SUNNYVALE, Calif. Advanced Micro Devices has pushed back its plans to introduce processors that combine x86 and graphics cores to 2011 when it will roll its first 32 nm products. At an analysts' event here, AMD also sketched out for the first time its plans for 32 nm chips in 2011, a process it was originally expected to use for products in 2010.
The company has canceled Shrike, a dual-core 45 nm processor that was to be the company's first to combine graphics and x86 cores in 2010. The combination of graphics and x86 cores was one of the motivating forces behind AMD's multi-billion dollar acquisition of ATI Technologies, as well as a focus of its current Fusion marketing campaign.
Replacing Shrike, AMD has decided to move up to 2010 its plans for a four-core notebook processor in a BGA package. The chip will have equal or better performance and lower cost and power consumption than Shrike, said Randy Allen, general manager of AMD's computing solutions group
"As we have gotten more mature information about the 45 nm process technology we were seeing product improvements [for Shrike] in all three areas [of performance, power and cost] in single digits," said Allen.
"Shrike in 45 nm would deliver modest improvements, but we see huge improvements in 32 nm which is the sweet spot for the convergence so graphics and x86 cores," Allen said.
"We always knew that 32 nm would deliver the big benefits" for combined x86 and graphics cores, "and the 45 nm benefits would be more incremental," Allen added.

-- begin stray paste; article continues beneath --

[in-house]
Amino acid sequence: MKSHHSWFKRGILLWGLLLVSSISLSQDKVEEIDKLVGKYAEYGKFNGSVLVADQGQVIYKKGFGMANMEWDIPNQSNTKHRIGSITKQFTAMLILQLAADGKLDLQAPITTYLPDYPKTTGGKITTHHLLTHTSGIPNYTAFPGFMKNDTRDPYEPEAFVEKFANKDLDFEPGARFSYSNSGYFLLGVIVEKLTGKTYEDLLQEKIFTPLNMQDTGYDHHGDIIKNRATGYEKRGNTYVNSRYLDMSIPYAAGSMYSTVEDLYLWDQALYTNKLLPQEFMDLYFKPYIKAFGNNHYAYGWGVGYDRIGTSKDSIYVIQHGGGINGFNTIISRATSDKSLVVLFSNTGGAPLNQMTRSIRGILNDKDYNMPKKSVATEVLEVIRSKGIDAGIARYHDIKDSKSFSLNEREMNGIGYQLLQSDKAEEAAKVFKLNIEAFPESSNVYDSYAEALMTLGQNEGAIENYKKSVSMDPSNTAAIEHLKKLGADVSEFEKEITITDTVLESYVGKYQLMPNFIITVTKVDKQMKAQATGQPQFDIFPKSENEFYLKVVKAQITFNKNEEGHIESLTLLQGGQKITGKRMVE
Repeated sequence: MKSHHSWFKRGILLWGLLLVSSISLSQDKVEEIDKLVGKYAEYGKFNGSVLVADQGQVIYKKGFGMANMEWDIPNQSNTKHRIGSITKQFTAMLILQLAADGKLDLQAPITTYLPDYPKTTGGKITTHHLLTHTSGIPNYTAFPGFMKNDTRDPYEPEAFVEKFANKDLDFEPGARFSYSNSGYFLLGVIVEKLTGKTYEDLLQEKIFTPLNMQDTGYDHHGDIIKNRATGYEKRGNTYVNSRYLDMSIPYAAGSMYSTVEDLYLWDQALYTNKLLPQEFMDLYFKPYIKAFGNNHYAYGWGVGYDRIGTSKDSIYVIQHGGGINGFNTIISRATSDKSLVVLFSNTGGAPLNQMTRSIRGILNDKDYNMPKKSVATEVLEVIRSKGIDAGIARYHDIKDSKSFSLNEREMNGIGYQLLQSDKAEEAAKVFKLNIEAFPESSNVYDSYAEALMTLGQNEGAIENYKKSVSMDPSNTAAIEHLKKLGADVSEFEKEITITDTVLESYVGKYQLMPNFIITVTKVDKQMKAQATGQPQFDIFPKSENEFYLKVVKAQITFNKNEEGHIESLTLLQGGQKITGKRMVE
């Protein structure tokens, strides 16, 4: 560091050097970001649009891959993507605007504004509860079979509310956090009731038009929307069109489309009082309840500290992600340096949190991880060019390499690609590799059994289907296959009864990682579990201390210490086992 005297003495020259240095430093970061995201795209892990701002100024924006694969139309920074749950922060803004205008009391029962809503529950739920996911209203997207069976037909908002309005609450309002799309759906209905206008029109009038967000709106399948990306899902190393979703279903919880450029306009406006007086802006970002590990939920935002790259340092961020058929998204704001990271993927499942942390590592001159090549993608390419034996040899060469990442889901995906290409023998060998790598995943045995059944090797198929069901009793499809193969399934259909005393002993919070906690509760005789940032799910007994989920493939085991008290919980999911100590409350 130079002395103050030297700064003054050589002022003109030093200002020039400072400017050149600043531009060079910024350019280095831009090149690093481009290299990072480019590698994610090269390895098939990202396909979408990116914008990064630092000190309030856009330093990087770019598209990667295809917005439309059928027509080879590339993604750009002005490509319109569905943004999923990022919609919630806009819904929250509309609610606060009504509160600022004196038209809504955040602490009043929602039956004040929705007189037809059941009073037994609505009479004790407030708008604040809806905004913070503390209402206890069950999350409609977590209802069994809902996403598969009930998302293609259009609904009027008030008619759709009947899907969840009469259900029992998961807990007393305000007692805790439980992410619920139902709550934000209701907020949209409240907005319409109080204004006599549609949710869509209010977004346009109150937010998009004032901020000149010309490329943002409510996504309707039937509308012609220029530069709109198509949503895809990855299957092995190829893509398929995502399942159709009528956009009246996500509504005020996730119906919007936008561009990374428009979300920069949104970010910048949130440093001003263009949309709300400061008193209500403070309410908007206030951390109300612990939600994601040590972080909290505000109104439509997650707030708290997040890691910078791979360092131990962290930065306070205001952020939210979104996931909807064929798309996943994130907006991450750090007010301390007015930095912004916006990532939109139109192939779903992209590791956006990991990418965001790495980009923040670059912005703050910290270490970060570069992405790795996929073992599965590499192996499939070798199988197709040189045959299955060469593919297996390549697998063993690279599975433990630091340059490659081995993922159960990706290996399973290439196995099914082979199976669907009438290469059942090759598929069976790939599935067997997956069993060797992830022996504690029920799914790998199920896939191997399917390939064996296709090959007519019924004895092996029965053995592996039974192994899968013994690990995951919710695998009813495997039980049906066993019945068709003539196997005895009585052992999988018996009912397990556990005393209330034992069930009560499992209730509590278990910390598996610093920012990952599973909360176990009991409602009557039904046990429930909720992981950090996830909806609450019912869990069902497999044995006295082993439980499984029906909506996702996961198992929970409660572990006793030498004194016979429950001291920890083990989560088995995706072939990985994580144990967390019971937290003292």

The move comes at a time when AMD is focusing its efforts on mainstream computer platforms as part of its strategy to get back to profitability. "We have to focus predominantly on mainstream and value products," Allen said.
For its part, archrival Intel Corp. is expected to release a notebook processor that includes a graphics core, perhpas before the nend of 2009.
Allen also described for the first time AMD's plans for 32 nm processors it will now deliver in 2011. The Orochi and Llano chips will be the first to use AMD's next-generation Bulldozer core. The desktop chips will have four x86 cores and support four to eight Mbytes cache and DDR3 memory.
Also in 2011, AMD will deliver Ontario, a 32nkm notebook chip with two x86 and one graphics core, supporting DDR3 memory. The Llano chip will also include a graphics core.
The changes come at a time when AMD and the PC market in general is under increasing pressure. AMD has announced two rounds of layoffs in 2008, and analysts project a decline in PC sales in 2009.